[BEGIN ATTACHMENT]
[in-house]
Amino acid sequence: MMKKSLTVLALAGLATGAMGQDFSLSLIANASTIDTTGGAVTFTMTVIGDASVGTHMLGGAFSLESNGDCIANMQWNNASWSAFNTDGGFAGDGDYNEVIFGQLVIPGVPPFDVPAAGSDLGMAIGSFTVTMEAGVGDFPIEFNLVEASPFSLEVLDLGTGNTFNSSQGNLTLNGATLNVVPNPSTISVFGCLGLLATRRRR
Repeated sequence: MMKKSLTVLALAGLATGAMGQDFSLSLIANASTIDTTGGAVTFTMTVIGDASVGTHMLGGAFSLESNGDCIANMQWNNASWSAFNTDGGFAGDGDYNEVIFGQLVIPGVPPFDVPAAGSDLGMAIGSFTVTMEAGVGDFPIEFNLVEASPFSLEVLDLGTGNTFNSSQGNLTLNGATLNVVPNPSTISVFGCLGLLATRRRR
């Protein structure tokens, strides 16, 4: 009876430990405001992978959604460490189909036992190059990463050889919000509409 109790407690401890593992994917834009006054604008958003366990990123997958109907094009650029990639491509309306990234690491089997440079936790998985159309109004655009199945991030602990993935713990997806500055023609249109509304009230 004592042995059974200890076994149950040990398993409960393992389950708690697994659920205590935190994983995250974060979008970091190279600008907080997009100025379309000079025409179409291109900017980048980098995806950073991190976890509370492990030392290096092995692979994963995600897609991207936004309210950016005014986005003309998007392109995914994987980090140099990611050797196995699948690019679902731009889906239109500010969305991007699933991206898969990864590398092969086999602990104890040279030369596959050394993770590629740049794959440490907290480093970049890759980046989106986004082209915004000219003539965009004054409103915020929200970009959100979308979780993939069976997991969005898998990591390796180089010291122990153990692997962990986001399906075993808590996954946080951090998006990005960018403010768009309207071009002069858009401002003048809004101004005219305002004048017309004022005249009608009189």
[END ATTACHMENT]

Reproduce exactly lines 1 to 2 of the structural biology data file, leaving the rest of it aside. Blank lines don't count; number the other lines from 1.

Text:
[in-house]
Amino acid sequence: MMKKSLTVLALAGLATGAMGQDFSLSLIANASTIDTTGGAVTFTMTVIGDASVGTHMLGGAFSLESNGDCIANMQWNNASWSAFNTDGGFAGDGDYNEVIFGQLVIPGVPPFDVPAAGSDLGMAIGSFTVTMEAGVGDFPIEFNLVEASPFSLEVLDLGTGNTFNSSQGNLTLNGATLNVVPNPSTISVFGCLGLLATRRRR